Using this method and working side by side with artists like Jack Kirby, Steve Ditko and countless others, Stan co-created the following characters and even helped bring Captain America back to modern day audiences in the pages of the Avengers,

His most notable creations include:

  • The Fantastic Four
  • The Hulk
  • Ant-Man and the Wasp
  • Thor
  • Spider-Man
  • Doctor Strange
  • Iron Man
  • The X-Men
  • Nick Fury and the Agents of S.H.I.E.L.D.
  • The Avengers
  • Daredevil
  • The Black Panther (The first African superhero)
  • The Inhumans
  • The Falcon

And more.

By 1972, Stan rose to become the publisher of the company he helped to revitalize. Fans adored his creations since they brought new life into a genre which saw many hard times. He didn't stop creating, though. Near the end of his tenure with the company he created a cousin to one of his earliest creations, the "Sensational She-Hulk". On January 3, 1977, he launched the Spider-Man comic strip, which still sees print today.

During all this time, he often had editorial commentaries in the pages of the comics. They were affectionately called "Stan's Soapbox". It was there where he would talk to the reader and answer questions people have sent him over the years.

Once the mid 1990s came, Stan or "The Man" as he became known as, was now the creator of POW Entertainment. Sadly, that folded and Stan focused on business ventures with Marvel and his own side projects.

Eventually, he became the President and Chairman of Marvel Comics. When his characters were brought onto the silver screen, Lee would have a cameo alongside his creations and even with characters he didn't create. He would show up, say or do something and then was gone. This lead to many fan theories which claimed Stan was a character from his stories called "The Watcher". This may have been proven in 2017's Guardians of the Galaxy Volume 2. To date he has had cameos in almost every television show and movie based on a Marvel Comics character.

By the time of his death, Lee still wrote and made appearances at comic conventions. He has done charity work for the Stan Lee Foundation, which promotes literacy, education and the arts.

His writing technique where writers and artists work together on a comic is still being used and the characters he once derided as cardboard cutouts from the "Distinguished Competition" have now evolved. Because of Stan "The Man" Lee, comic books changed forever. 'Nuff said.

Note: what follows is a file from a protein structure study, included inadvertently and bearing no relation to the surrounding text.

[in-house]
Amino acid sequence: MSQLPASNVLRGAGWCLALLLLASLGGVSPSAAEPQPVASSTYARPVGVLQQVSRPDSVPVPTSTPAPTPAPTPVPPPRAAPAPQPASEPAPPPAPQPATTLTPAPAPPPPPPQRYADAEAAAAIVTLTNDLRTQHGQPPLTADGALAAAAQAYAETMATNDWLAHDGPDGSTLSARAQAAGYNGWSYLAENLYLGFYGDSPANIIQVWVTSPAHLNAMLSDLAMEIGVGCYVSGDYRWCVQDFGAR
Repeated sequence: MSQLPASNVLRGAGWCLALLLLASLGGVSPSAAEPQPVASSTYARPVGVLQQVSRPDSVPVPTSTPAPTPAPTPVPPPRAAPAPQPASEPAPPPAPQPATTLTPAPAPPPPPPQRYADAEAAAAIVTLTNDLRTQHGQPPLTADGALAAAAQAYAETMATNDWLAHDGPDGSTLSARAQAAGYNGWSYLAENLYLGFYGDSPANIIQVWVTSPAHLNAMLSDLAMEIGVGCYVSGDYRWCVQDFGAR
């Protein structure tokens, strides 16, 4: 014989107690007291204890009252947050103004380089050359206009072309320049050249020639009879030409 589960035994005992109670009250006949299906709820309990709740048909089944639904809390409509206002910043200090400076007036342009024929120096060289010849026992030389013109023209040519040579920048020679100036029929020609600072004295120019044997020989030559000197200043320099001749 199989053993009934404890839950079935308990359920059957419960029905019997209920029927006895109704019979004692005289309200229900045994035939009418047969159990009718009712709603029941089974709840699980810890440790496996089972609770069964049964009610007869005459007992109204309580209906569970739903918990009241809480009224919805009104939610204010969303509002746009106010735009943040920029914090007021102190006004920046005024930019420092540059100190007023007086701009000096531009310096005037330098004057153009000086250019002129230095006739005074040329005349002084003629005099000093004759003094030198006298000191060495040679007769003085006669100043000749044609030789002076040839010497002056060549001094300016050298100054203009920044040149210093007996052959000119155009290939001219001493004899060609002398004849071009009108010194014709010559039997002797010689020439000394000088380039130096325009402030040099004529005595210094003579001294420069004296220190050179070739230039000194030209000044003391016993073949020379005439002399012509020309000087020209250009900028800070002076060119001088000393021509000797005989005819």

He died early Monday morning, 12 November 2018 at the Cedars-Sinai Medical Center, Los Angeles, California, of pneumonia. He was 95 years old. [1]


  1. Stan Lee Obit on
  • "New York State Census, 1925," database, FamilySearch ( : 8 November 2014), Stanley Lieber, New York, A.D. 02, E.D. 79, Bronx, New York, United States; records extracted by Ancestry and images digitized by FamilySearch; citing p. 29, line 06, New York State Archives, Albany.
  • "United States Census, 1940," database with images, FamilySearch ( : accessed 29 September 2016), Stanley Lieber in household of Jacob Lieber, Assembly District 8, Bronx, New York City, Bronx, New York, United States; citing enumeration district (ED) 3-1487, sheet 6B, family 130, Sixteenth Census of the United States, 1940, NARA digital publication T627. Records of the Bureau of the Census, 1790 - 2007, RG 29. Washington, D.C.: National Archives and Records Administration, 2012, roll 2498.
  • "United States World War II Army Enlistment Records, 1938-1946," database, FamilySearch ( : 5 December 2014), Stanley M Lieber, enlisted 09 Nov 1942, New York City, New York, United States; citing "Electronic Army Serial Number Merged File, ca. 1938-1946," database, The National Archives: Access to Archival Databases (AAD) ( : National Archives and Records Administration, 2002); NARA NAID 126323, National Archives at College Park, Maryland.
  • Lee, Stan; Mair, George (2002). Excelsior!: The Amazing Life of Stan Lee. Simon & Schuster. ISBN 978-0-7432-2800-8.
  • Kugel, Allison (March 13, 2006). "Stan Lee: From Marvel Comics Genius to Purveyor of Wonder with POW! Entertainment". Archived from the original on June 11, 2011 Retrieved 8/19/2017
  • Daniels, Les. "MARVEL: Five Fabulous Decades of the World's Greatest Comics" (1989)
  • Sanderson, Peter. "Marvel Universe" 1996